36 of the 50 states have elections for governor this year, including New York. This is an under-appreciated opportunity for disabled voters.
State governors can be incredibly powerful, particularly on disability issues. Conditions vary quite a lot among the different states, but an engaged and empowered state governor can in some cases have more practical influence on disability policy than even a president. How do governors affect disabled people’s lives? There are two main ways:
- Governors propose state budgets. What they include in their budgets, and what they are and are not willing to fight for and trade away, has an enormous effect on what how much a state assists its disabled citizens, and how exactly they go about it. Governors alone don’t personally dictate which services you can and can’t get, but they usually do more than any other single elected official to set the basic conditions and options available in your state.
- Governors are also responsible for the day to day operations of state programs that serve disabled people. They mainly do this by choosing department heads and assistants who manage, (or mismanage), such programs. And very occasionally, a governor may exercise more direct executive power to deal with serious, emergency-level problems with disability services.
New York’s Governors over the last few decades have been relatively friendly to the disabled community. “Relatively friendly” means not spectacular, but decent compared to most other states. New York’s disability-related programs are comparatively generous, somewhat on the plus side of measurements like support for independent living, inclusion, and accessibility. This is partly due to the leadership or at least the consent of both Democratic and Republican governors. At the same time, New York’s governors have rarely taken any kind of real lead in supporting the disability community’s longer-term priorities. And they have in some cases allowed bad situations to develop and continue, mostly through neglect. Recent examples include slow and ineffective responses to abuse and lack of accountability in institutions and group homes, stagnant funding for Independent Living and home care, and the state’s slow and overly bureaucratic responses to the 1999 Olmstead Supreme Court decision.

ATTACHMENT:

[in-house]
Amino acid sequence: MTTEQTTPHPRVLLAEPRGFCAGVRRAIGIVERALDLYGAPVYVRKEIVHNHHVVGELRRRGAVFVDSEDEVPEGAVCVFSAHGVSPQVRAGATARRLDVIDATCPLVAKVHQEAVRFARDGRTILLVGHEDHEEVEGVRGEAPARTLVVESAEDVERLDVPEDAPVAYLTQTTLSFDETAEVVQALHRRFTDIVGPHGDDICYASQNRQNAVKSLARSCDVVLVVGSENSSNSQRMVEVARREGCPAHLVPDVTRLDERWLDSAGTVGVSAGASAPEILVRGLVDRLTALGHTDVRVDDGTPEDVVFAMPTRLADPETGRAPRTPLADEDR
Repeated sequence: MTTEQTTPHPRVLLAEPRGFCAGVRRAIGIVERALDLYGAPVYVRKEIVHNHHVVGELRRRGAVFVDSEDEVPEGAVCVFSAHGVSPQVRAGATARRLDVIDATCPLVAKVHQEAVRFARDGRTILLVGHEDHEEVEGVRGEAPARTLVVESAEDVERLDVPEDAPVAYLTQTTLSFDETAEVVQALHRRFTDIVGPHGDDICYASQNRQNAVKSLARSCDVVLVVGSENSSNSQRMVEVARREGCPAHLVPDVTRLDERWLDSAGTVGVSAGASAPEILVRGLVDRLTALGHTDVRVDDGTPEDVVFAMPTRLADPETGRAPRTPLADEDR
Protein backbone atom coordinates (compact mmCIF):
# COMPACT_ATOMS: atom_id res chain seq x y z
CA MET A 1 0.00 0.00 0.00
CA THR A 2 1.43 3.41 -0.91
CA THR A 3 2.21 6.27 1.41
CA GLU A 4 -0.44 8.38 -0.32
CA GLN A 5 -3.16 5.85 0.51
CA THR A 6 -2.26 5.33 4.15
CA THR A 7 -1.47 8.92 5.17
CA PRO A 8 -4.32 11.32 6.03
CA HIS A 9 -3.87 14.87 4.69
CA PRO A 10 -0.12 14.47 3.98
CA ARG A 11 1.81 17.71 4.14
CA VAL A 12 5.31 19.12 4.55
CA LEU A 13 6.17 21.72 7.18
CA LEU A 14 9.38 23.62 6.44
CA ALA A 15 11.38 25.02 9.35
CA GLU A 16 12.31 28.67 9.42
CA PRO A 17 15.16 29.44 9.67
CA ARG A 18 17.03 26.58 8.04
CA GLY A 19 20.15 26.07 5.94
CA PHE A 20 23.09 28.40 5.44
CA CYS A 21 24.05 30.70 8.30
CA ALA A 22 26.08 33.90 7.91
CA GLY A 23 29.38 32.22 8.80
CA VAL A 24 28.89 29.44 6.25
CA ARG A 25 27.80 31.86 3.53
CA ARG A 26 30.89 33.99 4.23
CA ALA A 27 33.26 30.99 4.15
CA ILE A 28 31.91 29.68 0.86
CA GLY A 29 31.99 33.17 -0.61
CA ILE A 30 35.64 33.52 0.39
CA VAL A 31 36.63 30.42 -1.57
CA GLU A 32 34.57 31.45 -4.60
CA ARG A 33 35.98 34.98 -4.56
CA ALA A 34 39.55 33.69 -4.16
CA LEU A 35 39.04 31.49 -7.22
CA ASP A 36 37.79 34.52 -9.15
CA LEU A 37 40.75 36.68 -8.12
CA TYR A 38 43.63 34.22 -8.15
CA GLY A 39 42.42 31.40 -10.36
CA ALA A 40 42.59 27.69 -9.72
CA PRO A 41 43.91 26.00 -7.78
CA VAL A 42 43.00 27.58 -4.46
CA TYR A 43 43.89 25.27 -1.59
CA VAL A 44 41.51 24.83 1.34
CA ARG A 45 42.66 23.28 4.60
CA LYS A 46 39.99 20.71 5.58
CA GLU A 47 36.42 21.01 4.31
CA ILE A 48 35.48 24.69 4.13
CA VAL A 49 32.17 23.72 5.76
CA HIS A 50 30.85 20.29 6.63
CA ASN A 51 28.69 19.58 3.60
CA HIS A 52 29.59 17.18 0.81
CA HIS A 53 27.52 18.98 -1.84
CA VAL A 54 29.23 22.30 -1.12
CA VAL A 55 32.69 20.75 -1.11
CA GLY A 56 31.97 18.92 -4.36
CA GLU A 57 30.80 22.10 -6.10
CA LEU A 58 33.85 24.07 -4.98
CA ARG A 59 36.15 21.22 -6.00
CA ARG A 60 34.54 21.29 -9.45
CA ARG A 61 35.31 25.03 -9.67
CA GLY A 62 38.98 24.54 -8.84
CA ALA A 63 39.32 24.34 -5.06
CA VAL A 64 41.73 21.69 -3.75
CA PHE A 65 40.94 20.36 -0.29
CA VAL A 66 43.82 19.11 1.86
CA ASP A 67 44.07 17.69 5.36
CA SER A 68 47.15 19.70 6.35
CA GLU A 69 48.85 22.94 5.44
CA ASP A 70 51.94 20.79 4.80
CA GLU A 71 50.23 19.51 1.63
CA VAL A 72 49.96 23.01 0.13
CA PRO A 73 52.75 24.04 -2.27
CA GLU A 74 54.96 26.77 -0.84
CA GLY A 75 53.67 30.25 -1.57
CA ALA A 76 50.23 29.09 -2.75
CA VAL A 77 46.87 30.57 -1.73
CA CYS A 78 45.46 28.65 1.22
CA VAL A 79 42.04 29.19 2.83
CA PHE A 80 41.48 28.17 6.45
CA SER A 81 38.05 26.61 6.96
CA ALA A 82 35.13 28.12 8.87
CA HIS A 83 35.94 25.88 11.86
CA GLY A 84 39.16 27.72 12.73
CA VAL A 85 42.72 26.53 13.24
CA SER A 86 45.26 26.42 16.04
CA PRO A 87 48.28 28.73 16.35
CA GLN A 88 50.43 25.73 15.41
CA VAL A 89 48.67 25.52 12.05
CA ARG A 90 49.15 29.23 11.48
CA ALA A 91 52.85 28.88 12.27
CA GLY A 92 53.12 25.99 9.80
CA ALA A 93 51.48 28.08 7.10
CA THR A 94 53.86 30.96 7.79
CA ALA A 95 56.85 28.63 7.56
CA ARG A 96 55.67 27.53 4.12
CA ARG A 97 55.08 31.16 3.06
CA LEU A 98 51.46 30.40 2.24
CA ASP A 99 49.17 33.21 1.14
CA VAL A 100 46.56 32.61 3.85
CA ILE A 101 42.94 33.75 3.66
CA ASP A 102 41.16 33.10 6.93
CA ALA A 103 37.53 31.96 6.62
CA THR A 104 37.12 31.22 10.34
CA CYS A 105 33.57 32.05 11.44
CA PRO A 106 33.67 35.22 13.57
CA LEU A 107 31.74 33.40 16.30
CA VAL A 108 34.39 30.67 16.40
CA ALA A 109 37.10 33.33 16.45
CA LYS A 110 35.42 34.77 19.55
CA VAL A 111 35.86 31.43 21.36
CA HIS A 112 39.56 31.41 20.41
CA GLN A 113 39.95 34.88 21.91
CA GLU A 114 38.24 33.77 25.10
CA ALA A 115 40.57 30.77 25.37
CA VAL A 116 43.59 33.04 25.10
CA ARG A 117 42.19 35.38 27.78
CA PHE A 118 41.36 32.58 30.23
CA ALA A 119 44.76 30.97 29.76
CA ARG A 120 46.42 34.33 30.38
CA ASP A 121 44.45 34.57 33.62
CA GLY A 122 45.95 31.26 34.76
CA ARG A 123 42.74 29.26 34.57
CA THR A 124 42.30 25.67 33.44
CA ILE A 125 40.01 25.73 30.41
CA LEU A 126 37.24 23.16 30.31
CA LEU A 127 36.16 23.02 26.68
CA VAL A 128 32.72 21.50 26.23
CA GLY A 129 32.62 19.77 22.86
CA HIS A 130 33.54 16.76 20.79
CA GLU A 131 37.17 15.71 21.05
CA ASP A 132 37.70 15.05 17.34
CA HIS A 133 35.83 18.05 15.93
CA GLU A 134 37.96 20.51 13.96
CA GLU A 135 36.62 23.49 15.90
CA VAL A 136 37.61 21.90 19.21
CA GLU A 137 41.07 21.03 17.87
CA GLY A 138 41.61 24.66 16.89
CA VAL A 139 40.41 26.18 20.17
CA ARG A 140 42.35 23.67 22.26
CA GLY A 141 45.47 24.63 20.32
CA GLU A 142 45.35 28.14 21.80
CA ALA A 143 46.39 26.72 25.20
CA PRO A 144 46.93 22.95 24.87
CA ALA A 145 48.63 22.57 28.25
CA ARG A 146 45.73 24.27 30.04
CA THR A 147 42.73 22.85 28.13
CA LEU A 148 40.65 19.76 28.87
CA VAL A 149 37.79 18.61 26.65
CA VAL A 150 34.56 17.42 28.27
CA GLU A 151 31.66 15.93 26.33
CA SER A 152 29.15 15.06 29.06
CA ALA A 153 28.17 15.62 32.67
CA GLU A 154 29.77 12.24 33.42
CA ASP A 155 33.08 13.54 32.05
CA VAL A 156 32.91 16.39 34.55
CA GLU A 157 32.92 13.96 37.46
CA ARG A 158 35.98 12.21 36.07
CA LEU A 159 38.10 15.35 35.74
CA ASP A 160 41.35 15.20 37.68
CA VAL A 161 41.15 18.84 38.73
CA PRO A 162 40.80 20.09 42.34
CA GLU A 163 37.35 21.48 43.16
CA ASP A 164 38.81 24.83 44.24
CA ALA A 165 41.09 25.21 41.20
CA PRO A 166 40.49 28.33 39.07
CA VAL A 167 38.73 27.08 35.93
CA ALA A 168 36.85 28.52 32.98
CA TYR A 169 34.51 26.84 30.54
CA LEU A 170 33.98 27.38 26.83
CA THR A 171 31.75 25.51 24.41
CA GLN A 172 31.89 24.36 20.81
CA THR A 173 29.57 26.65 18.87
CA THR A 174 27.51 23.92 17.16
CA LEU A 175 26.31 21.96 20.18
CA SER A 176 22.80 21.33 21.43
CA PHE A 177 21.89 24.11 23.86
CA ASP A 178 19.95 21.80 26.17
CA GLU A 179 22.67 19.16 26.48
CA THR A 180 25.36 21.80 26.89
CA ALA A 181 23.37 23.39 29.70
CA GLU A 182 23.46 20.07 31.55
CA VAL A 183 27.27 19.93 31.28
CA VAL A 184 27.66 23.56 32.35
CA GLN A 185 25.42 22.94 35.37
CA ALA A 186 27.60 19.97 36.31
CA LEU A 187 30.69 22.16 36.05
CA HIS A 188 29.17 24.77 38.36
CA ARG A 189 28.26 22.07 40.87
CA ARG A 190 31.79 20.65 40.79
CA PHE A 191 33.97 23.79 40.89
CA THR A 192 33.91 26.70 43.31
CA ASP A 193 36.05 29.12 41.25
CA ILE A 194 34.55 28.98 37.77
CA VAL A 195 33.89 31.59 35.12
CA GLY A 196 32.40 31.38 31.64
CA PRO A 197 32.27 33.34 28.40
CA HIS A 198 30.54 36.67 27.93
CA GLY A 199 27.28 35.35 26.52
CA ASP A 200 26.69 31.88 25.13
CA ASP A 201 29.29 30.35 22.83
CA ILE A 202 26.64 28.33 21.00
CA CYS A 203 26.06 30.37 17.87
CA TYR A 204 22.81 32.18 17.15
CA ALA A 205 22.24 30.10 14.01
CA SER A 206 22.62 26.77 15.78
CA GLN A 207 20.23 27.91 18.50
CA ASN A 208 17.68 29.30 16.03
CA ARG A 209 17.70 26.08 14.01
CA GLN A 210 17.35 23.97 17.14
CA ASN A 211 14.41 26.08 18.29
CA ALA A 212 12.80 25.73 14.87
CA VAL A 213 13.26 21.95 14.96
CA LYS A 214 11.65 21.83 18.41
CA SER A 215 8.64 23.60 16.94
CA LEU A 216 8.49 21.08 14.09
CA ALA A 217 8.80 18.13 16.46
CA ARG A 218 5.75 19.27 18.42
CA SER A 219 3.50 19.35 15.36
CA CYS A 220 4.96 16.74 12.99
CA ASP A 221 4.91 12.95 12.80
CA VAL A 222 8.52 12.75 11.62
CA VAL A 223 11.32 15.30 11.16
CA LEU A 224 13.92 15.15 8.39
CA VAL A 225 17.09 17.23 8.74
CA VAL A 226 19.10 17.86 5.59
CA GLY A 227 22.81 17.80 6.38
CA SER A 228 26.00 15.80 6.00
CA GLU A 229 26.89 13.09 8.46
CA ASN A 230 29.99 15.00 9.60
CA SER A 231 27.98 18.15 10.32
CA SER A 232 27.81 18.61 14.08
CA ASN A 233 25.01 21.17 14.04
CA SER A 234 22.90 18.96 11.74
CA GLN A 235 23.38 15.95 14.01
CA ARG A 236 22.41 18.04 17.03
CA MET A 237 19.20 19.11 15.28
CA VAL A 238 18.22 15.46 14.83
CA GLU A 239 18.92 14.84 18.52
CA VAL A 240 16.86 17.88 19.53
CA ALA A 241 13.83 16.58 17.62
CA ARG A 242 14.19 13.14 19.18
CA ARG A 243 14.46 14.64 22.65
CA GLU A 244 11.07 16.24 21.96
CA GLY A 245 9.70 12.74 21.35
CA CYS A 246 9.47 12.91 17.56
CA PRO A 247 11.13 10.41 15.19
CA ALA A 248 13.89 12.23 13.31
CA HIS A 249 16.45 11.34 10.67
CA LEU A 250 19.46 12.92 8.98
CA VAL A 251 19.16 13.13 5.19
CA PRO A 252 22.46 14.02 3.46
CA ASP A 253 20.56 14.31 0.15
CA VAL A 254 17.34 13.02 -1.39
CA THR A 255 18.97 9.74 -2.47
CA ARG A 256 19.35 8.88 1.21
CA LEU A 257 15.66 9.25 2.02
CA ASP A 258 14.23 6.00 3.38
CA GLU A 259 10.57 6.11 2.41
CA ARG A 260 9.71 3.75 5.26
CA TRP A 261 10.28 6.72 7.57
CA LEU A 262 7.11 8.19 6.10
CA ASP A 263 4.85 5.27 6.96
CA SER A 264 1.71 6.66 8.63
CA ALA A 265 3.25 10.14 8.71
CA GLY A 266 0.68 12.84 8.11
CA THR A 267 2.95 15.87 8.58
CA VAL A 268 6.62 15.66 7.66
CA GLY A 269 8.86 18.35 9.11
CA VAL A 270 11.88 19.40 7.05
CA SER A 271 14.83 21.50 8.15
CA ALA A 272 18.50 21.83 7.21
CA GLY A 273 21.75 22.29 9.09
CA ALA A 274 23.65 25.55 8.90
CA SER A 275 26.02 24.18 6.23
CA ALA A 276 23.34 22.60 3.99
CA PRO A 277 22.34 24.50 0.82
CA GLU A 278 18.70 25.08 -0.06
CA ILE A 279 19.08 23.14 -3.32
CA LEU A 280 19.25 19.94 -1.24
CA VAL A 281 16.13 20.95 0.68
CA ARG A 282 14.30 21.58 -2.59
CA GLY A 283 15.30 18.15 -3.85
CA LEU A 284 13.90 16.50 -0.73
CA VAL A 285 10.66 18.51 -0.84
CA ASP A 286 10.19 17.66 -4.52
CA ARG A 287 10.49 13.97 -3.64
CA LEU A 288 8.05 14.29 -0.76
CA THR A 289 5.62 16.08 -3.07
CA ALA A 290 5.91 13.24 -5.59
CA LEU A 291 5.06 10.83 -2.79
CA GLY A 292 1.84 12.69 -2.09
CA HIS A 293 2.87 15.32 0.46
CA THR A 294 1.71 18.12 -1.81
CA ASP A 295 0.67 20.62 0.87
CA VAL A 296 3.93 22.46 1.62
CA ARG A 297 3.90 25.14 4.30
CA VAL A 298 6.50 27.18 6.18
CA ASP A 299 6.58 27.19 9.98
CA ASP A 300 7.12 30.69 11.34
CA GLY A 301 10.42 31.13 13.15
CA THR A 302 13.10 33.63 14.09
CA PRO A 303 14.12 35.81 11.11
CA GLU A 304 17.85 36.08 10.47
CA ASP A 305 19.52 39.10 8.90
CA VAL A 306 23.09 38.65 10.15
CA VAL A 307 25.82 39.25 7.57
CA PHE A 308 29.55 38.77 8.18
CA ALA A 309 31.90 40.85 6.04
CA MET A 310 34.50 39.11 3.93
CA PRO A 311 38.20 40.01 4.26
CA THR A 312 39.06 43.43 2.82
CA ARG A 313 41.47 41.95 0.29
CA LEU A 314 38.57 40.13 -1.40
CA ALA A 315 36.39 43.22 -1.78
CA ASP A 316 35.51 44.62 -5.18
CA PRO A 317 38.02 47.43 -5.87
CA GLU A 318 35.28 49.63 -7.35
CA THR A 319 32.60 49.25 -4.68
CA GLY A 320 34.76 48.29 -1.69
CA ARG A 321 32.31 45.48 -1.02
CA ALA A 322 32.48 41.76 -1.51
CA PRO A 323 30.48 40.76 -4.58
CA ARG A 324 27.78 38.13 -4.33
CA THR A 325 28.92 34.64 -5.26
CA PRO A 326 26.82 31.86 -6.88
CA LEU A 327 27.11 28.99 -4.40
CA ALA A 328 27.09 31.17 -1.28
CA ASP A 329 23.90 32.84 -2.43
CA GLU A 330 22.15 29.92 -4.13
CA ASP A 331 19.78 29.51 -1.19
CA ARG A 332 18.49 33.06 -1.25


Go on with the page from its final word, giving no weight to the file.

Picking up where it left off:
A governor’s effect on disabled people also depends on the unique political traditions and relationships in each state.
In New York, governors have typically held a lot of power to set priorities and shape budgets, in close though often contentious negotiations with the State Assembly and Senate. When governors and top legislative leaders agree, things can get done. When they don’t, they can’t, and we all have to tread water for another year, thankful that at least things haven’t gotten dramatically worse … so, yay?
Finally, whether a governor uses this power for good disability policy or bad … or whether they use this power at all … depends a lot on their personal political beliefs and party affiliations. New York’s political spectrum is fairly moderate, which may be another reason disability policy seems always to be sort of okay, but never dramatically worse, or better. But more than this, the tone and details of disability policy depends a lot on a governor’s unique personality, their governing style, and how informed they are on disability policy and the real lives of disabled people. That’s why governor’s races can be so critical for disabled voters and activists.
Who is running for Governor in New York?
Incumbent Governor Andrew Cuomo, a Democrat, is running for re-election.
Cynthia Nixon, a Democrat, and already endorsed by the Working Families Party, is running to replace Gov. Cuomo on the Democratic ticket.
Marc Molinaro, a Republican, has been chosen by Republican Party leadership to be its candidate for governor, but will also run in the September primary.
In the next installment of these Midterm Election Previews, we will take a closer look at New York’s race for governor, and how the candidates are approaching disability issues.
Dates to remember:
New York State Democratic and Republican Party Primaries: Tuesday, September 13, 2018
Midterm Election Day: Tuesday, November 6, 2018.